The “Bullet Journal” Time Organizer Method: I’ll Give It a Go

Sticky NotesI’m going to try the “Bullet Journal” time organizer method. Yes, in a previous post I criticized it and called it a “recycled version” of the Franklin Covey Planner.

However…I thought over my current task organization methods, and they aren’t working. I haven’t used Franklin Covey in years, because it just didn’t work for me once I became a doctoral student. I tried Getting Things Done (GTD), including buying OmniFocus, which is based on GTD. I input multiple tasks per the GTD method, but that has become a fancy grocery list app on my smart phone. OmniFocus is great software to use, but I find once I enter a task, the task turns into “out of sight, out of mind“. My tasks just pile up, because I don’t clean them out. Don’t get me wrong, GTD is a great task and time management system, and OmniFocus is great GTD software, but they don’t seem to work for me.

After reading this brief comment from one reader, I thought about how sometimes “inefficiency” can make us more efficient. As RoyM noted:

I also thought that the transcription of the todo list from month to month was a bit silly, but several months in I realise now that it is such a good productivity tool. The very act of sitting down and going through the previous months todo items and transcribing them is almost therapeutic – any important tasks you’ve previously forgotten about bubble back up to the surface, and I find that a lot of things I thought were important at the time may, a month later, be a task I can safely forget about. I never had that sense of closure with an electronic todo list, it just kept getting bigger and bigger.

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The GDP Monster: Always Under Revision

Gross Domestic Product NBC NewsAh, the Gross Domestic Product (GDP). Does it keep you awake at night? No? Well, it should. “Why is that?” you ask, “I’ve got other things to worry about.”

Investopedia defines the GDP as “the monetary value of all the finished goods and services produced within a country’s borders in a specific time period, though GDP is usually calculated on an annual basis. It includes all of private and public consumption, government outlays, investments and exports less imports that occur within a defined territory.”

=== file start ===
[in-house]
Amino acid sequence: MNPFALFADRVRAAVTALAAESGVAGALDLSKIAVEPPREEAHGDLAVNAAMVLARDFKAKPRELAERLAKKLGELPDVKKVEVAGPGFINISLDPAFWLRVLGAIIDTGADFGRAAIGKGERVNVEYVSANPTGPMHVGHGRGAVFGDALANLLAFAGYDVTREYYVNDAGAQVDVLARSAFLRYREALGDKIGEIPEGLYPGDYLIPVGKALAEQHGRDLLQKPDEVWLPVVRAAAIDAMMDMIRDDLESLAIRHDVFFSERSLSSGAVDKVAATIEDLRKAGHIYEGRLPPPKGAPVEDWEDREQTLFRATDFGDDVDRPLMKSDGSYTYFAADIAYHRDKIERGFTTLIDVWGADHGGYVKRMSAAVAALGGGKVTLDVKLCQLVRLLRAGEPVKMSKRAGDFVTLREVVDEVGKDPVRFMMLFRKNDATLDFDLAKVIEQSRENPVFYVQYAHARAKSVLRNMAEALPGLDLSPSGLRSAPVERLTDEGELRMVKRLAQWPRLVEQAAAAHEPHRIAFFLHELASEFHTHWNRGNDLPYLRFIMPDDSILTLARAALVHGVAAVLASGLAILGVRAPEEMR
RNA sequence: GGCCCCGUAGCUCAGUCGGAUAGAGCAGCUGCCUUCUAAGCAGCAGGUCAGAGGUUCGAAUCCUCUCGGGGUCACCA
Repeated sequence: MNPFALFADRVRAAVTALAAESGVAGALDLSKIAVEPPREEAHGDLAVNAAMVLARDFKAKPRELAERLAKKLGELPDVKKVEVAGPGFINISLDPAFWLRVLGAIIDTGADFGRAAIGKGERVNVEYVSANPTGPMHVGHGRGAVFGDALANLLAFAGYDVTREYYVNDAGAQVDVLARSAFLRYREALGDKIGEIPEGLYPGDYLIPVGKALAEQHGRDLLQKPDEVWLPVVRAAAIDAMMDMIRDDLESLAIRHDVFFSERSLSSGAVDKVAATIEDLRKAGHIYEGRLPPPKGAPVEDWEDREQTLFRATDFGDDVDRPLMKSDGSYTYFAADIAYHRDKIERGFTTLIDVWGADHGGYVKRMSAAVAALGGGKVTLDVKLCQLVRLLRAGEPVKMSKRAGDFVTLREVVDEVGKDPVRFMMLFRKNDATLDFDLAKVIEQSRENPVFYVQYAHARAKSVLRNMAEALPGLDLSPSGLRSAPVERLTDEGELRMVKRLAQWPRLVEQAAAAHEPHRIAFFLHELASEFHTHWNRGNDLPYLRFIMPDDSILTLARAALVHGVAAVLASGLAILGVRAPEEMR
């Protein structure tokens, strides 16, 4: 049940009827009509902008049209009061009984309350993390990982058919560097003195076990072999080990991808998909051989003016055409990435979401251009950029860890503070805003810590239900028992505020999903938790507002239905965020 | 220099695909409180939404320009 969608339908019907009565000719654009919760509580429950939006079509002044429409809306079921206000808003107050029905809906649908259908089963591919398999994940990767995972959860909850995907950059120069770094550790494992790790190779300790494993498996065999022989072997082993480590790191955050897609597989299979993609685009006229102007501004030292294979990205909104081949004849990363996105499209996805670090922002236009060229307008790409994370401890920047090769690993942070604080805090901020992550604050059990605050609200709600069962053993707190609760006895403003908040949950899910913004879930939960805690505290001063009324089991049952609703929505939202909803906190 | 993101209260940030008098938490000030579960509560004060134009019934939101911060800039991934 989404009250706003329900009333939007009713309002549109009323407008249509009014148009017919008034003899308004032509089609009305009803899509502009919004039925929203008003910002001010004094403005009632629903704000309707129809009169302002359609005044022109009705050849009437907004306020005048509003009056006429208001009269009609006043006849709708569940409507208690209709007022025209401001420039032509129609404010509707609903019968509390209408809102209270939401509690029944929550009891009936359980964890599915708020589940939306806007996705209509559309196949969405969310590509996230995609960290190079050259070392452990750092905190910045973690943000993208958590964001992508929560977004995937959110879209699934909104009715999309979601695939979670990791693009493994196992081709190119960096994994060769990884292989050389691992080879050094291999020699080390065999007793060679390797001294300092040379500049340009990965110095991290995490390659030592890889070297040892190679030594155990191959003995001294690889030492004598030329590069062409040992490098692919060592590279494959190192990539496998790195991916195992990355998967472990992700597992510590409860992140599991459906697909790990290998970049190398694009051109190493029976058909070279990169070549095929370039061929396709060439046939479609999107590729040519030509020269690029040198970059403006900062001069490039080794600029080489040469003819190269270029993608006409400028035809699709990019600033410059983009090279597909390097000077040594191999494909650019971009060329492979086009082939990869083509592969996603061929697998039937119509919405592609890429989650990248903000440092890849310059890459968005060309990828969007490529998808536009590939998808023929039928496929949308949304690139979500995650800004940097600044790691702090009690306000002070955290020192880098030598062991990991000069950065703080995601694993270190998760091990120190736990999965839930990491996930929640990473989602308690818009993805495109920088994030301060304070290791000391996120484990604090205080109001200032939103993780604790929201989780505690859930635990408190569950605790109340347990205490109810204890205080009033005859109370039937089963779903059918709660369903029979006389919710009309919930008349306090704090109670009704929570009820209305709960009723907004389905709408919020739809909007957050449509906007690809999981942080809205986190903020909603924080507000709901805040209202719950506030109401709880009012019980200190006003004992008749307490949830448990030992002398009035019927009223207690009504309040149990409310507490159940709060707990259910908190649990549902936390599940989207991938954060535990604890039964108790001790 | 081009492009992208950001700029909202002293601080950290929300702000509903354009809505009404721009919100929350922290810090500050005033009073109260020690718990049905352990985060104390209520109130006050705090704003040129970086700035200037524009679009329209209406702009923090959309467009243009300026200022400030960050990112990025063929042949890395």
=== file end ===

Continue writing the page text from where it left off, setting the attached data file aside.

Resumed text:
So what does that mean in plain English? It means the GDP is an indicator of your standard of living.

If you would like to learn a little more about the GDP, then watch this (U.S.-centric) video. NBC News created this animation to provide a simple explanation of the GDP. (All countries have a GDP; NBC News is focusing on the United States.) | December 20, 2013

The GDP monster: Always under revision

The Gross Domestic Product, or GDP, is constantly being revived. That‘s because counting all the goods and services sold in the country can be a challenging and overwhelming task. Usually, the government issues at least three versions of the GDP, but last year, the figure was revised all the way back to 1929. Watch this video, reported with CNBC’s Jeff Cox to learn why.

Now will you worry about the GDP of your country? :)

If you are in the United States, you may review data about the GDP on the web site of the Bureau of Economic Analysis.

Surfboards & Golf Carts: Inflation’s Mixed Costs

NBC News Consumer Price Index AnimationHave you ever wondered how U.S. government economists determine inflation, i.e., whether or not costs in the United States are going up or down relative to salaries and the U.S. dollar?

Me, neither. But NBC News did.

They created this short and entertaining animation about the Consumer Price Index, or CPI. The writers at the Bureau of Labor Statistics define the CPI this way: “The Consumer Price Indexes (CPI) program produces monthly data on changes in the prices paid by urban consumers for a representative basket of goods and services.” | December 16, 2013

Surfboards & golf-carts: Inflation’s mixed costs

Every month the government issues its measure of consumer inflation, and every month slews of Americans scratch their heads in puzzlement. For a better understanding of this important, but complicated, economic indicator, watch this animation, reported with CNBC’s Allison Linn.

Do you think you understand the CPI now?

The “Bullet Journal” : a New Time Organizing Method or a Recycled Idea?